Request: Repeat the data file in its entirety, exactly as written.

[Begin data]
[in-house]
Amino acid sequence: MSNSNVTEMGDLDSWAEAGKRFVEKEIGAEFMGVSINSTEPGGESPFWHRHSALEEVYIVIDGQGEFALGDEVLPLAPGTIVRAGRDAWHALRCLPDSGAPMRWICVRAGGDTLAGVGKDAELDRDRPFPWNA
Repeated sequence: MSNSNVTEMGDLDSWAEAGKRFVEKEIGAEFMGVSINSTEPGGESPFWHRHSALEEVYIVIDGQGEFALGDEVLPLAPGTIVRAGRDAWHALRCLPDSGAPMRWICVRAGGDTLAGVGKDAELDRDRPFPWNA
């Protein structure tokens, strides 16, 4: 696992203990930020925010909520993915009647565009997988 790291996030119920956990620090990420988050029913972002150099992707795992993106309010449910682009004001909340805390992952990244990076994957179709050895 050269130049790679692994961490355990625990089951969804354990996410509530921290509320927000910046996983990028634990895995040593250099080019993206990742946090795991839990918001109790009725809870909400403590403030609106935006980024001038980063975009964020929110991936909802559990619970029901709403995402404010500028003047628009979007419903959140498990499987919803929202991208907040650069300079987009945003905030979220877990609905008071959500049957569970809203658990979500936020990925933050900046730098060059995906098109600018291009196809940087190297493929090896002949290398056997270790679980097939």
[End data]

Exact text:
[in-house]
Amino acid sequence: MSNSNVTEMGDLDSWAEAGKRFVEKEIGAEFMGVSINSTEPGGESPFWHRHSALEEVYIVIDGQGEFALGDEVLPLAPGTIVRAGRDAWHALRCLPDSGAPMRWICVRAGGDTLAGVGKDAELDRDRPFPWNA
Repeated sequence: MSNSNVTEMGDLDSWAEAGKRFVEKEIGAEFMGVSINSTEPGGESPFWHRHSALEEVYIVIDGQGEFALGDEVLPLAPGTIVRAGRDAWHALRCLPDSGAPMRWICVRAGGDTLAGVGKDAELDRDRPFPWNA
């Protein structure tokens, strides 16, 4: 696992203990930020925010909520993915009647565009997988 790291996030119920956990620090990420988050029913972002150099992707795992993106309010449910682009004001909340805390992952990244990076994957179709050895 050269130049790679692994961490355990625990089951969804354990996410509530921290509320927000910046996983990028634990895995040593250099080019993206990742946090795991839990918001109790009725809870909400403590403030609106935006980024001038980063975009964020929110991936909802559990619970029901709403995402404010500028003047628009979007419903959140498990499987919803929202991208907040650069300079987009945003905030979220877990609905008071959500049957569970809203658990979500936020990925933050900046730098060059995906098109600018291009196809940087190297493929090896002949290398056997270790679980097939």